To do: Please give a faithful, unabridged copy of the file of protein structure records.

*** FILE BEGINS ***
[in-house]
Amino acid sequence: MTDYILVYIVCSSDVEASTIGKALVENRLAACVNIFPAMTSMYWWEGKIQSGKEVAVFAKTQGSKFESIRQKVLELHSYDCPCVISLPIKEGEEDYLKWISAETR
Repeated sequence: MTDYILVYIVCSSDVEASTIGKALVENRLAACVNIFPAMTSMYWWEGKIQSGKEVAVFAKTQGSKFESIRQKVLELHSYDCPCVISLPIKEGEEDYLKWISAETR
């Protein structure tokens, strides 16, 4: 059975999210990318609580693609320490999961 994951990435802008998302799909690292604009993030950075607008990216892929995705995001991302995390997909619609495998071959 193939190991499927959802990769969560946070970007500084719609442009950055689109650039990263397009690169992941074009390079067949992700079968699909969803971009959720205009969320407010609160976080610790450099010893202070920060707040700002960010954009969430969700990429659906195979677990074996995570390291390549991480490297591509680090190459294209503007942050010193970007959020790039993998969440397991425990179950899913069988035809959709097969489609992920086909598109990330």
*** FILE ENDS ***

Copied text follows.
[in-house]
Amino acid sequence: MTDYILVYIVCSSDVEASTIGKALVENRLAACVNIFPAMTSMYWWEGKIQSGKEVAVFAKTQGSKFESIRQKVLELHSYDCPCVISLPIKEGEEDYLKWISAETR
Repeated sequence: MTDYILVYIVCSSDVEASTIGKALVENRLAACVNIFPAMTSMYWWEGKIQSGKEVAVFAKTQGSKFESIRQKVLELHSYDCPCVISLPIKEGEEDYLKWISAETR
């Protein structure tokens, strides 16, 4: 059975999210990318609580693609320490999961 994951990435802008998302799909690292604009993030950075607008990216892929995705995001991302995390997909619609495998071959 193939190991499927959802990769969560946070970007500084719609442009950055689109650039990263397009690169992941074009390079067949992700079968699909969803971009959720205009969320407010609160976080610790450099010893202070920060707040700002960010954009969430969700990429659906195979677990074996995570390291390549991480490297591509680090190459294209503007942050010193970007959020790039993998969440397991425990179950899913069988035809959709097969489609992920086909598109990330």